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Breaking into the underwater boys’ club: Sailor one of 12 women to be submarine-qualified


YOKOSUKA NAVAL BASE, Japan — A sailor once asked Lt. Cmdr. Marilisa Elrod where she got the twin dolphins sewn below the U.S. Navy lettering on her uniform. She could understand the sailor’s confusion — he had probably never seen the insignia on a woman before.

"I said I borrowed them from my husband ... just to tease him," said Elrod, a doctor and undersea medical officer based in Hawaii.

Then she explained how she studied for more than a year and passed her qualification test aboard the USS Key West before earning the distinction of being a submarine-qualified sailor.

To a submariner, those dolphins mean that the sailor wearing them knows enough about every function of the boat to save it in an emergency.

Elrod is one of 12 submarine-qualified women in the Navy, officials said.

As a medical officer, she has had the opportunity to ride on several vessels. However, crews stationed aboard submarines remain all male in the U.S. Navy.

"I think in the beginning it would be difficult from a logistics standpoint, but I don’t see any reason why women would not be well-suited to be on subs," Elrod said.

Australia, Canada, Spain and Norway all allow women to serve on submarines, though their deployments tend to be shorter than those aboard U.S. nuclear-powered subs.

Some U.S. sailors say having women serve aboard subs would hurt unit cohesion. Others say sailors would adapt.

"You’ll hear all sorts of arguments against it, some medical ... some similar to the arguments you hear against having homosexuals serving in small units," said Petty Officer 1st Class Jim Grisham, an electronics technician serving aboard the USS Seawolf. "Nothing credible, in my opinion, and little that the surface Navy and the other armed forces haven’t learned to deal with."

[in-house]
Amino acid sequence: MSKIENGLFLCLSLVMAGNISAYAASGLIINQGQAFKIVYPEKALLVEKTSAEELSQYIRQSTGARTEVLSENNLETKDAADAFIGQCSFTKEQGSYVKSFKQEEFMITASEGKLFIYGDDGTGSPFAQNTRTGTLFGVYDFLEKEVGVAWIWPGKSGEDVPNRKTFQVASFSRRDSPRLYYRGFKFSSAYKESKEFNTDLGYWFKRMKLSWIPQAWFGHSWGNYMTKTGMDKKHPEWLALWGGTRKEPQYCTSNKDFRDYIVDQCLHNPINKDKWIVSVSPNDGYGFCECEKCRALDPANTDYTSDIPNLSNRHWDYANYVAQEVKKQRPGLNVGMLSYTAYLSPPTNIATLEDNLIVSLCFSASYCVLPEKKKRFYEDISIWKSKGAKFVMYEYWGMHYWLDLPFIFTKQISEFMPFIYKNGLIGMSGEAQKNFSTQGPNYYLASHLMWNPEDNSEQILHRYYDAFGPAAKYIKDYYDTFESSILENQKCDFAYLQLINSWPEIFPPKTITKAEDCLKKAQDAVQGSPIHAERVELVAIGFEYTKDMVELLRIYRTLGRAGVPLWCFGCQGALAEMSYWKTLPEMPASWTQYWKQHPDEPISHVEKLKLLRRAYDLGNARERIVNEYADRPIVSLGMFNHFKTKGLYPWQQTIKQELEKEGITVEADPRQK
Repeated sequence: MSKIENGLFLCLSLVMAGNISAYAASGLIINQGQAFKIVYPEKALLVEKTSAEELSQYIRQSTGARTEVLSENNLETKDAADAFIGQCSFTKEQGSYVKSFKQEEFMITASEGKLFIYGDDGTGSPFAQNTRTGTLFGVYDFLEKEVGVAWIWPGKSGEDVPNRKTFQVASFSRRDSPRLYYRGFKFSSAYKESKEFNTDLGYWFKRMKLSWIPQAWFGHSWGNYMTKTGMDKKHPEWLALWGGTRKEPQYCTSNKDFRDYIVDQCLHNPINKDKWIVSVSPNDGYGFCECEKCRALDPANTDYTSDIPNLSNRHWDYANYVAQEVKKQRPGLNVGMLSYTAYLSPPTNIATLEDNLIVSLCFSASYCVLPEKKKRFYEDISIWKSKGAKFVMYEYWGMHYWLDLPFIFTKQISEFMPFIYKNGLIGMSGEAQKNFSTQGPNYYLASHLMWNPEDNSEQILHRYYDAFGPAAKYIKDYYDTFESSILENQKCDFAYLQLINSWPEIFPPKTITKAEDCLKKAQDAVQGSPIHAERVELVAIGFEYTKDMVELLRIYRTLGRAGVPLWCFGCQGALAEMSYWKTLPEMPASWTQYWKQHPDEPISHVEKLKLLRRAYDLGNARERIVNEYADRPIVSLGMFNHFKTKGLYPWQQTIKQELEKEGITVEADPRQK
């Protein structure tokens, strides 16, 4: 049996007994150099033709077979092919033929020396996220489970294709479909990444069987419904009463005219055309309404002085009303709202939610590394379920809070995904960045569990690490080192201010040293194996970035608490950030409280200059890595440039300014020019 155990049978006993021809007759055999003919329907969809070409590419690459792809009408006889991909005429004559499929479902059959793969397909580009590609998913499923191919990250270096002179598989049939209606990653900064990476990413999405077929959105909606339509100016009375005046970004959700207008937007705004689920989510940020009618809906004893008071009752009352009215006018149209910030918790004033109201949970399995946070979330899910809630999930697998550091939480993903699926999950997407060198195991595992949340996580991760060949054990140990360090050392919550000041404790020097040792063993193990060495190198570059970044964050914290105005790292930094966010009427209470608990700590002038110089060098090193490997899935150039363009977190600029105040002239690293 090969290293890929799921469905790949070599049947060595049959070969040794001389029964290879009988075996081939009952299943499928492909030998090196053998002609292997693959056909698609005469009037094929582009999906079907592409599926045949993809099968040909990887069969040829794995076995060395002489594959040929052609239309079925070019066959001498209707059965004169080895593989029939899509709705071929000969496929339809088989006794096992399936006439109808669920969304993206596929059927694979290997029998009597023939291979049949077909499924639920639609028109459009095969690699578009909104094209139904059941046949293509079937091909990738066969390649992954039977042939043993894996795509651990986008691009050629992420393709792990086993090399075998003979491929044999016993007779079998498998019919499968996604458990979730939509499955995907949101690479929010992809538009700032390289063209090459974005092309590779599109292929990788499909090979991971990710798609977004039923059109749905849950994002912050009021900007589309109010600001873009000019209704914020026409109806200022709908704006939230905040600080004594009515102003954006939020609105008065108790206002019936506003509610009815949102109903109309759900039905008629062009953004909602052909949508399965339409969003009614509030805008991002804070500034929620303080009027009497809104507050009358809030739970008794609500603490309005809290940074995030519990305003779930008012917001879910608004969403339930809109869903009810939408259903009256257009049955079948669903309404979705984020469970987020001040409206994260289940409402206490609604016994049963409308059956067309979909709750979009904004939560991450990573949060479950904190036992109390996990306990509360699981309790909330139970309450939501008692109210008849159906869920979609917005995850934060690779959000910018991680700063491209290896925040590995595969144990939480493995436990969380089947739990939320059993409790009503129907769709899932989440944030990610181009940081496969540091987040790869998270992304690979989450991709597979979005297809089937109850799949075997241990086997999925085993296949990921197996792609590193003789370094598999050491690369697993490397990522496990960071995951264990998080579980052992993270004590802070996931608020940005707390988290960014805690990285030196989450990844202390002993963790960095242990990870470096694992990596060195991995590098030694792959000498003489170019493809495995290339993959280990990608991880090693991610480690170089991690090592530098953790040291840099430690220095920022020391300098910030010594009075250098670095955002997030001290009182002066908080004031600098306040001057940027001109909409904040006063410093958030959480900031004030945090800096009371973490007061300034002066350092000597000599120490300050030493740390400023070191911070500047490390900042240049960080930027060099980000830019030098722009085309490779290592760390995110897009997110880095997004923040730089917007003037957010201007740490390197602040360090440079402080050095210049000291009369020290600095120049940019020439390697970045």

Female U.S. Naval Academy students have come aboard the Seawolf and other submarines for years as part of their summer training.

While aboard submarines, Elrod has shared an officer’s stateroom.

If women were allowed to serve permanently aboard subs, they would need designated spaces that aren’t available on today’s boats, said Submarine Group Seven spokesman Lt. Cmdr. Greg Kuntz.

"It’s the space and the design itself that makes it very difficult at this time, but it’s not that we aren’t constantly reviewing [the idea]," Kuntz said. "The big question we continually ask ourselves is, ‘How could we make this work?’ "

Studies on retrofitting existing submarines to accommodate female berthing have shown that doing so would be prohibitively expensive, Kuntz said.

Submarines are already packed tightly with equipment; the few spaces that aren’t, like the chief petty officer’s lounge, aren’t likely to be given away to enlisted sailors of any gender, Kuntz said.

Meanwhile, rack space is precious; the lack of bedding requires some enlisted sailors to "hot rack," meaning that three sailors share two racks while working different shifts.

Nonetheless, some sailors think it could be done if women are willing to put up with the same near-absence of privacy as men. For example, an extra curtain could cordon off a women’s bunk area in the existing berths.

In Elrod’s case, a sign hung on the door of the head, or bathroom, when she was using it. Certain times could be designated as women only, as they are for shower trailers in Iraq and Afghanistan.

Undiagnosed pregnancies before deployment could interrupt missions, detractors say. However, there are protocols for evacuating sailors with medical emergencies.

Submarine medics would also need to keep women’s health issues in mind; for example, abdominal pain can be harder to diagnose in women, Elrod said.

"There are definitely some things that would need to be worked out and some instructions would need to be written, medically speaking," she said.

Other than the logistics, the biggest change would have to occur among attitudes. A large group of men in their 20s and 30s, living in very close quarters, tend to produce a lot of off-color humor.

"There’s a sort of fraternity culture on board that would have to evolve, but if destroyers and the space station can be sex-integrated, then so can submarines," Grisham said.

Kuntz, who is submarine qualified, said that successful submariners of any gender tend to be shaped by the existing culture more than they change it themselves.

Petty Officer 2nd Class Seth Powers, 29, said that even most sailors who think it’s a bad idea wouldn’t have much choice but to do their jobs.

"It would probably work out," Powers said. "I don’t see it being impossible. … People would just get used to it."


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